Photographer Lawson Named to PU Endowed Professorship
NEW POST: Award-wining photographer Deana Lawson was recently named the inaugural Dorothy Krauklis ’78 Professor of Visual Arts at Princeton University’s Lewis Center for the Arts. (Photo courtesy of Deana Lawson)
Award-winning photographer Deana Lawson has been named the inaugural Dorothy Krauklis ’78 Professor of Visual Arts in Princeton University’s Lewis Center for the Arts. A member of Princeton’s Program in Visual Arts faculty since 2012, Lawson’s appointment begins July 1.
“Deana Lawson, one of the preeminent artists of our time, has fashioned a visual vocabulary for Black lives and Black selfhood that is indispensable in a climate where daily threats and convoluted debate have hamstrung our national dialog about race and redress,” said Lewis Center Chair Tracy K. Smith. “Poignant, painterly, provocative, her images hurt a little bit, even when the inner wish they capture is rapturous. It’s fitting that she be honored with an endowed professorship.”
Lawson was the recipient of the 2020 Hugo Boss Prize awarded by the Solomon R. Guggenheim Foundation by a jury of international critics and curators, the first photographer to win this prestigious biennial award. She received an honorarium of $100,000 and a solo exhibition at the Guggenheim Museum, which opened May 7 and runs through October 11. Lawson was also the subject by a recent New York Times Magazine cover story that dives deeply into Lawson’s life, artistic process, her aesthetic, the cultural importance of her work, and her latest projects. Staff writer Jenna Wortham noted, “Deana Lawson’s regal, loving, unburdened photographs imagine a world in which Black people are free from the distortions of history.”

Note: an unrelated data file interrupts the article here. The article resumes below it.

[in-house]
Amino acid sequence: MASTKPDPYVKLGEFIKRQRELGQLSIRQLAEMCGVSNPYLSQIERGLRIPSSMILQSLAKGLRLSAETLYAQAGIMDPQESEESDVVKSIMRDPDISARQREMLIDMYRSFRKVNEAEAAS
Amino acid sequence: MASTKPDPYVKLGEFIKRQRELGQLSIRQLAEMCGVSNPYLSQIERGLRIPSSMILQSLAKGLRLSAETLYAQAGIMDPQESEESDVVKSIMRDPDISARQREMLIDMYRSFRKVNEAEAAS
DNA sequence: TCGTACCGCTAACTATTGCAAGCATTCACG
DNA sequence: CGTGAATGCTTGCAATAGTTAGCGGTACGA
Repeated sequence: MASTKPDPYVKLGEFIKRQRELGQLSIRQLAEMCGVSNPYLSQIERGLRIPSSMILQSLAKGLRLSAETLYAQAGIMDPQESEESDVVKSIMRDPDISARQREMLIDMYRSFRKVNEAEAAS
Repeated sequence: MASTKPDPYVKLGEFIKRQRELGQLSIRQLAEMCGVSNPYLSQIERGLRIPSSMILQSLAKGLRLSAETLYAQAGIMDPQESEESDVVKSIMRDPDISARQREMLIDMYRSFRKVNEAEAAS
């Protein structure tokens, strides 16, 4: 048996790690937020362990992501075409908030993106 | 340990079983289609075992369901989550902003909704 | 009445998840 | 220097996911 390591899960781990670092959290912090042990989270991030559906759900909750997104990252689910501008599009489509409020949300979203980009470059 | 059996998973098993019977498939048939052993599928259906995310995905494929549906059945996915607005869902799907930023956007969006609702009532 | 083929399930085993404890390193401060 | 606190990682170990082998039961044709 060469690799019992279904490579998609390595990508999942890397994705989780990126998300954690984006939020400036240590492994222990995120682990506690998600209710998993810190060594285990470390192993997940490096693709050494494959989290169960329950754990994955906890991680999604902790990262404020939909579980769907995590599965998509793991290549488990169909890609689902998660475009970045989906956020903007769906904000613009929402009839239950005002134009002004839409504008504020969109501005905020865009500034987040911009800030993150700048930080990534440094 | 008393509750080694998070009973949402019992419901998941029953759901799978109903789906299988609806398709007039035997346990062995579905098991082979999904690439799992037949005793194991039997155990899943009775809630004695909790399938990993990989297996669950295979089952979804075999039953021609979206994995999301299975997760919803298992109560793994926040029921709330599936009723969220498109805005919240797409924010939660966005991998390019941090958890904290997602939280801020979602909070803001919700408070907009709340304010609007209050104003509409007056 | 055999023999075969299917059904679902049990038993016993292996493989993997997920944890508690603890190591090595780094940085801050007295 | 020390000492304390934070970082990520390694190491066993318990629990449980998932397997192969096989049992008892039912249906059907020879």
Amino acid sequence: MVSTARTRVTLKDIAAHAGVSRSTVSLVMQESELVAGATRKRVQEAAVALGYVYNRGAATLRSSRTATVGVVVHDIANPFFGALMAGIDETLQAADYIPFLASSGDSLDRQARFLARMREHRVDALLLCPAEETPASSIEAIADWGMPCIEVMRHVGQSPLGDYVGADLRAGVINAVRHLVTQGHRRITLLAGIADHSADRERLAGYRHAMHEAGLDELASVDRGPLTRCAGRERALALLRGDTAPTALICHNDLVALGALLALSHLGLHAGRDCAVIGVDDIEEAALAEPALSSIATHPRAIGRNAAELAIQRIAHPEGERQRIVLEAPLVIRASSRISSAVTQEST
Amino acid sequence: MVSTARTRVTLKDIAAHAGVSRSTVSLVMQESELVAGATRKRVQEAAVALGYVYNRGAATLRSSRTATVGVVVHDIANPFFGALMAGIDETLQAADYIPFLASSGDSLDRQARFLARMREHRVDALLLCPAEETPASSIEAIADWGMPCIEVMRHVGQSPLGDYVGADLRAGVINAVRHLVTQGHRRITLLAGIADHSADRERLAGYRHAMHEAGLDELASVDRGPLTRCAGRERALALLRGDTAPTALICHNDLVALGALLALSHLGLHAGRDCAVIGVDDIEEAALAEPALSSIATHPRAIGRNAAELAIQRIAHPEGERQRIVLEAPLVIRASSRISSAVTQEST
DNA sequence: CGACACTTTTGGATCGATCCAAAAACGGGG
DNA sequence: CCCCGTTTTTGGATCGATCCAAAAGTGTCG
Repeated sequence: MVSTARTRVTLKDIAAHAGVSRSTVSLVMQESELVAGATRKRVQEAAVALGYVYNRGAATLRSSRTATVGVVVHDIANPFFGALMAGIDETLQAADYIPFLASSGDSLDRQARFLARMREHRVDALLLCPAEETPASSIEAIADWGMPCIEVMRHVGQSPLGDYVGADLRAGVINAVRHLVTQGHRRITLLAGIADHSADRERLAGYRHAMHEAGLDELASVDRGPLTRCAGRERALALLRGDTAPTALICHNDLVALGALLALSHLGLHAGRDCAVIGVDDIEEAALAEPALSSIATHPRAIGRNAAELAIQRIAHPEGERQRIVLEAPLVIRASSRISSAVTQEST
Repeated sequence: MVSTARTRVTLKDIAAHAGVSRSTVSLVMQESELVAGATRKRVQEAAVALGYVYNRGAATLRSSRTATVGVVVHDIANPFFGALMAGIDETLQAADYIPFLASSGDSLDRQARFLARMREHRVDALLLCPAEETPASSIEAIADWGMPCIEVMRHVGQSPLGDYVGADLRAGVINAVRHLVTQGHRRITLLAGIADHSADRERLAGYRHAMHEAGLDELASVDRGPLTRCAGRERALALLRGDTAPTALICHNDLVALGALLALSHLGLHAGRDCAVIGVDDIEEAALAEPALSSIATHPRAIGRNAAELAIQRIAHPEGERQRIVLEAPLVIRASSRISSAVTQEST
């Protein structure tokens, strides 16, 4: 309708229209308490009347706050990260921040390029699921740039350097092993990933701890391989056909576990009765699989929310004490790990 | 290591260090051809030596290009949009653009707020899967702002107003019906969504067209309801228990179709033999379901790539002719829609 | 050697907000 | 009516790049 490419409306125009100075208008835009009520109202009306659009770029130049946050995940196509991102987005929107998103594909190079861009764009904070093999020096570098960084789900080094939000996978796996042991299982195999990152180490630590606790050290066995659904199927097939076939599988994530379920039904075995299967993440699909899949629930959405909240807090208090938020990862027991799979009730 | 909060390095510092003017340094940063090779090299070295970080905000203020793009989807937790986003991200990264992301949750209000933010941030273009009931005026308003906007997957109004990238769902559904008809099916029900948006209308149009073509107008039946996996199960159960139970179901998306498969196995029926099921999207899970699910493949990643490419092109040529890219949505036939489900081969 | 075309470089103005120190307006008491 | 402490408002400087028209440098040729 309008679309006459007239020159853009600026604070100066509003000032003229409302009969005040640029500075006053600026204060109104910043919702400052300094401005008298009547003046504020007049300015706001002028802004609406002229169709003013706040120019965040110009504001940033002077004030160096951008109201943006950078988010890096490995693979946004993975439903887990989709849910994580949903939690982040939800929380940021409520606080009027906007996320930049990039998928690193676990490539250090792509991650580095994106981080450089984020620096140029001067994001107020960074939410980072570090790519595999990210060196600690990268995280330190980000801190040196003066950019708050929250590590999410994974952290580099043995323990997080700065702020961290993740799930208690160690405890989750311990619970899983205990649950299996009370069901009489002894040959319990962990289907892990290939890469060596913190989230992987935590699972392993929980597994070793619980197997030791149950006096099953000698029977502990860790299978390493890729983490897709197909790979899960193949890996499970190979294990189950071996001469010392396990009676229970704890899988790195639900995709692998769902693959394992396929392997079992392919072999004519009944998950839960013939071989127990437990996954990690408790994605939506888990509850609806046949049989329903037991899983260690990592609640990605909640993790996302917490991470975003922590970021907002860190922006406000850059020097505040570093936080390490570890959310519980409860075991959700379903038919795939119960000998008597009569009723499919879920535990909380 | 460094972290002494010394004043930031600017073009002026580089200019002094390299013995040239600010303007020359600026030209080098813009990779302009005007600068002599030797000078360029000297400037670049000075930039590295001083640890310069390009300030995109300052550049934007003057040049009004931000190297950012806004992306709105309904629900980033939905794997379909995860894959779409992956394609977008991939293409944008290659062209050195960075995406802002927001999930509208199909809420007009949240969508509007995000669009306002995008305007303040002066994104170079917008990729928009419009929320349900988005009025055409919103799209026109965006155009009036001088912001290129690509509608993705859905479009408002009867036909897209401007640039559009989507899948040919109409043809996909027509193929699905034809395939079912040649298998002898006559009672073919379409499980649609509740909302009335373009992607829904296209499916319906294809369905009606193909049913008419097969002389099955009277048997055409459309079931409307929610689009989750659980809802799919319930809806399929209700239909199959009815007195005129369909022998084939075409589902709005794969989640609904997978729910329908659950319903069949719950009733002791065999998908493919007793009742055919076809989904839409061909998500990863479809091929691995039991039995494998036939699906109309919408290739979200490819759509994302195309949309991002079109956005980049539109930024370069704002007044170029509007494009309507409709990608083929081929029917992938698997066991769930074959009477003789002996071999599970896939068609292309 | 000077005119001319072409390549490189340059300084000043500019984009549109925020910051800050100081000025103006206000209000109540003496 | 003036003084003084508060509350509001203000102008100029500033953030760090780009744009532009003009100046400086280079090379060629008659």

“I’m thrilled that Deana has been appointed the inaugural Dorothy Krauklis ’78 Professor of Visual Arts,” said Martha Friedman, director of the Program in Visual Arts. “Deana has been a singularly consequential professor for scores of students at Princeton and is a daring and remarkable artist. Her photographs offer an object lesson in intimacy, majesty and defiance, holding one rapt from the moment they are glimpsed. Deana crystallizes everything that is best about the arts at Princeton.”
Lawson’s work was included in the 2017 Whitney Biennial, New Photography 2011 at the Museum of Modern Art, New York, and she had a solo exhibition at The Art Institute of Chicago in 2015. Her first museum survey will open later this year at the ICA Boston. In addition to the Hugo Boss Prize, Lawson is the recipient of a Guggenheim Fellowship, the John Gutmann Photography Fellowship, a Rema Hort Mann Foundation Grant, an Aaron Siskind Fellowship Grant, and a New York Foundation for the Arts Grant. She has participated in the Workspace residency at the Lower Manhattan Cultural Council, the Light Work residency in Syracuse, and the Visual Studies Workshop residency in Rochester, New York.
At Princeton she has taught introductory and advanced level courses in both digital and analog photography.
For more information, visit arts.princeton.edu.